I knew Marty from the local New Brunswick music scene. Our bands would play shows together, and he had become available right around the time we had some shows with TMBG booked. He jumped on for those
shows, and has been with us since.
Let's turn to your current album, Transmitter. One review stated that it marries "styles whose fans love to hate each other," and your bio highlights the diversity of your
audience. Have you made a conscious effort to try and draw upon different genres when writing and composing? As you continue to develop new material, do you have any worries that your audience might not
respond well to new directions that you might want to pursue with your music?
Tom: There's no conscious effort to draw upon different genres when I write songs. It would get too calculated, or corny, in my opinion. It's just an input-output cycle, for me. We all listen to a ton
of music, from a lot of styles, and if aspects of different genres happen to manifest themselves in the music we make, then so be it. I just write.
As far as worrying about what the audience might think if we do something different? It's a dubious train of thought to get wrapped up in. We're always changing, even if it's subtle. Every recording.
It's just the thing about us. And all along, I think the band's personality stays intact. We have to be ourselves.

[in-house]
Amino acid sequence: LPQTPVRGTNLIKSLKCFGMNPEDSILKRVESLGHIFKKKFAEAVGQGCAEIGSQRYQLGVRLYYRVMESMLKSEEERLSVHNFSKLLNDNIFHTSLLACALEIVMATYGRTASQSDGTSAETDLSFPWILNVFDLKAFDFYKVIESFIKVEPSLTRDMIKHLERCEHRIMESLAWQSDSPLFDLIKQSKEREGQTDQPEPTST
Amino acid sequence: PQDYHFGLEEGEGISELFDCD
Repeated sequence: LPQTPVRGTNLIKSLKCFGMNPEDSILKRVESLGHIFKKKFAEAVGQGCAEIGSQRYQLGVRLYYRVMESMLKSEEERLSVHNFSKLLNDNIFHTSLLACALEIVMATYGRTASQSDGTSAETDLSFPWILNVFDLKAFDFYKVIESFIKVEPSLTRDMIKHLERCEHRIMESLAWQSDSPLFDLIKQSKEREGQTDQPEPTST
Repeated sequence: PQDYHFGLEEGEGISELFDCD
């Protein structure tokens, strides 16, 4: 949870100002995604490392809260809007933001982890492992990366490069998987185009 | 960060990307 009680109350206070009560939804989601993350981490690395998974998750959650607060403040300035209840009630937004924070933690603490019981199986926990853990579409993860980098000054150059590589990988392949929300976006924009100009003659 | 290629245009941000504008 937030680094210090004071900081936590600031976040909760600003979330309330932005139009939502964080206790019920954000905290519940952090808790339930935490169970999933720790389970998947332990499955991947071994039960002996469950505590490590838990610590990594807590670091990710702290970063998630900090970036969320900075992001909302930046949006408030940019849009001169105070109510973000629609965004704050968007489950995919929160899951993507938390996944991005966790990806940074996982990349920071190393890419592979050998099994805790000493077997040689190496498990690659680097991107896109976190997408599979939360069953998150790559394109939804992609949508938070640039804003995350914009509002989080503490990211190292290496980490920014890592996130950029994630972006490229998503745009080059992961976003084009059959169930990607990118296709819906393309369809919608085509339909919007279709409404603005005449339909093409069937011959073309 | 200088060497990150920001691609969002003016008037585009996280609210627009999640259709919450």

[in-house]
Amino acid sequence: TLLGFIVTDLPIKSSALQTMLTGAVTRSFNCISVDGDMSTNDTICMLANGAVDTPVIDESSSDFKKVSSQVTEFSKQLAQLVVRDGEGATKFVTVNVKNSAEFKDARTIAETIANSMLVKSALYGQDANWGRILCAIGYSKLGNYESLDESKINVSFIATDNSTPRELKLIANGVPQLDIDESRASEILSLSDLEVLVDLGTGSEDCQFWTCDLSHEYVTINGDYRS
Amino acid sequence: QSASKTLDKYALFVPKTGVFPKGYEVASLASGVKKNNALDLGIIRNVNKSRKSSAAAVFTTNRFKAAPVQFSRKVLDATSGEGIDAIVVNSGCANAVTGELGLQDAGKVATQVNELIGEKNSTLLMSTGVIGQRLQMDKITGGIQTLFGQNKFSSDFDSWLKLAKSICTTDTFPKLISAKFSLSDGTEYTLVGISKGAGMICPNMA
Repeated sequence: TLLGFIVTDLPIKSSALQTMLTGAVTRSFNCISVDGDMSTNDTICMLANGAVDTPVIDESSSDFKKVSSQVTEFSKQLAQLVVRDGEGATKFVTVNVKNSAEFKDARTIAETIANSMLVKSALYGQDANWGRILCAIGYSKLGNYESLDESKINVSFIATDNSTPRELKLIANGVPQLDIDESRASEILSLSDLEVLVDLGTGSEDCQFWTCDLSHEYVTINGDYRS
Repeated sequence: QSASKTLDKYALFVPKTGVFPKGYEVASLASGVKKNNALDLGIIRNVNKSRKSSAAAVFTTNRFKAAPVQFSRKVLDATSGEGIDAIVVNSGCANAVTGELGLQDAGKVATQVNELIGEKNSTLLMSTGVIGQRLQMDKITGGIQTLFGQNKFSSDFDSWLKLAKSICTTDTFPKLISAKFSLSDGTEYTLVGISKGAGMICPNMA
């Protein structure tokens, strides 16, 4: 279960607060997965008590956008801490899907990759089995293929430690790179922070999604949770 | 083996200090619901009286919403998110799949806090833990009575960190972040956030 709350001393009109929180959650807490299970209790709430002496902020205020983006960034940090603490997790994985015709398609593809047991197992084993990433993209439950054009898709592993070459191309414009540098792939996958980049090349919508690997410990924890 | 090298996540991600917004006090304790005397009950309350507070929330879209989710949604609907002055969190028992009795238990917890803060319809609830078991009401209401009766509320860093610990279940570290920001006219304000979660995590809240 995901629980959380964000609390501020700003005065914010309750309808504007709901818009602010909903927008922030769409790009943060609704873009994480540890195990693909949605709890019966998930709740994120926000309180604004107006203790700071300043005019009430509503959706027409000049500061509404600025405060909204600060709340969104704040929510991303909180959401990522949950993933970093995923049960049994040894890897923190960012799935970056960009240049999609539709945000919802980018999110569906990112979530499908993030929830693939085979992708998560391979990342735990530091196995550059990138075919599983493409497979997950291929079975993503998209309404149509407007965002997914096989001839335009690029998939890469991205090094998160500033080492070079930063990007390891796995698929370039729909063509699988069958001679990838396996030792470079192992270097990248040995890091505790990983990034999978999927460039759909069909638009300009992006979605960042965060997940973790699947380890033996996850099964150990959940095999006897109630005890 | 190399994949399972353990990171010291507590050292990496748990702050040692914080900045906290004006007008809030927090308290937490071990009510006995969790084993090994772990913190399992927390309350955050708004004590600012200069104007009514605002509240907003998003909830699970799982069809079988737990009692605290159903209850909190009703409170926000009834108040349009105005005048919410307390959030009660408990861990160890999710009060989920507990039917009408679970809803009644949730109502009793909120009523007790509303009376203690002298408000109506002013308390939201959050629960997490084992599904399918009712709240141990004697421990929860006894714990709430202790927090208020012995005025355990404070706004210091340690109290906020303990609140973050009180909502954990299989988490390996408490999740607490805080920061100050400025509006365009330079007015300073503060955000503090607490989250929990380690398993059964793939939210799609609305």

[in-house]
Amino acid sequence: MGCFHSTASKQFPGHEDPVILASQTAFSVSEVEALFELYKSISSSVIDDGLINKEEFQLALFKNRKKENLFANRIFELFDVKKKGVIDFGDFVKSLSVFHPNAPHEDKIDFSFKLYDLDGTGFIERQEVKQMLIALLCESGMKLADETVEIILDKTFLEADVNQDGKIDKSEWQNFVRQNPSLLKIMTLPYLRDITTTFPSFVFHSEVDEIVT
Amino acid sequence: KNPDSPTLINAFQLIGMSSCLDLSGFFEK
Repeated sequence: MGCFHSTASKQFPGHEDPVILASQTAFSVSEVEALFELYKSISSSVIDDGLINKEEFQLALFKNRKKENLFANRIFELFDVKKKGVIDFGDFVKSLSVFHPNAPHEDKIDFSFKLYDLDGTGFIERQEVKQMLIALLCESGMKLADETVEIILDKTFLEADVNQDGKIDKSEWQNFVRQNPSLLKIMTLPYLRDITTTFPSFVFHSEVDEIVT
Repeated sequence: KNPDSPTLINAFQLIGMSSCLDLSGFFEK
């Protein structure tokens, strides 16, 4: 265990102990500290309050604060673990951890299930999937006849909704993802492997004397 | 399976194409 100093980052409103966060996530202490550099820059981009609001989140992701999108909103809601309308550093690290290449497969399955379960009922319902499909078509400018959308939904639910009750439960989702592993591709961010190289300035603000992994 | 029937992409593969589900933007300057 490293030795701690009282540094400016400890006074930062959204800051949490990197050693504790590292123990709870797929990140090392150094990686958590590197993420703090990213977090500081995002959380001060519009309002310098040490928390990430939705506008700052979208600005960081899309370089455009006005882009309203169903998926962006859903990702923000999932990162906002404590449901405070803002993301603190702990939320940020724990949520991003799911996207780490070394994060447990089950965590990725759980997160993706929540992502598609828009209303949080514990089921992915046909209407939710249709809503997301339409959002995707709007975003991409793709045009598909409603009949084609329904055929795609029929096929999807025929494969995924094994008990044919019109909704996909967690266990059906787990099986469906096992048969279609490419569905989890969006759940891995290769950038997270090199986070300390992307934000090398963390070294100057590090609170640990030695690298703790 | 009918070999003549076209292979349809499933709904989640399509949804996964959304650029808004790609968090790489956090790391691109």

When you're touring nationally, especially as an opening act supporting a recently-released album, most crowds won't know a lot about you, and will be killing time waiting for the
headliner. Does the band go out to try and win over those fans when you hit the stage, and does going through that sort of trial by fire help the band get better in the long run?
Marty: On those gigs, we're always conscious of the fact that a lot of people are seeing us for the first time, and we do our best to make a good first impression. However, we've also found that if you
get too wrapped up in the way an audience is responding to you, it can affect your performance. So we strive to deliver the best performance possible, regardless of whether it's a roomful of strangers or
a hometown crowd. So in that sense, yes, those type of gigs have helped us develop a certain resiliency that comes in handy on longer tours.
Have any plans been made to start working on a follow-up album to Transmitter? Have you been writing and performing new material that crowds have responded well to that you
feel would be included on a next record, and is there anything you can share about when new music might be available to fans to get their hands on?
Tom: We're demoing new tracks now. We've been playing some of the songs live, which I think is good for developing the arrangements. On the last tour we did with OK Go, we included new songs every night.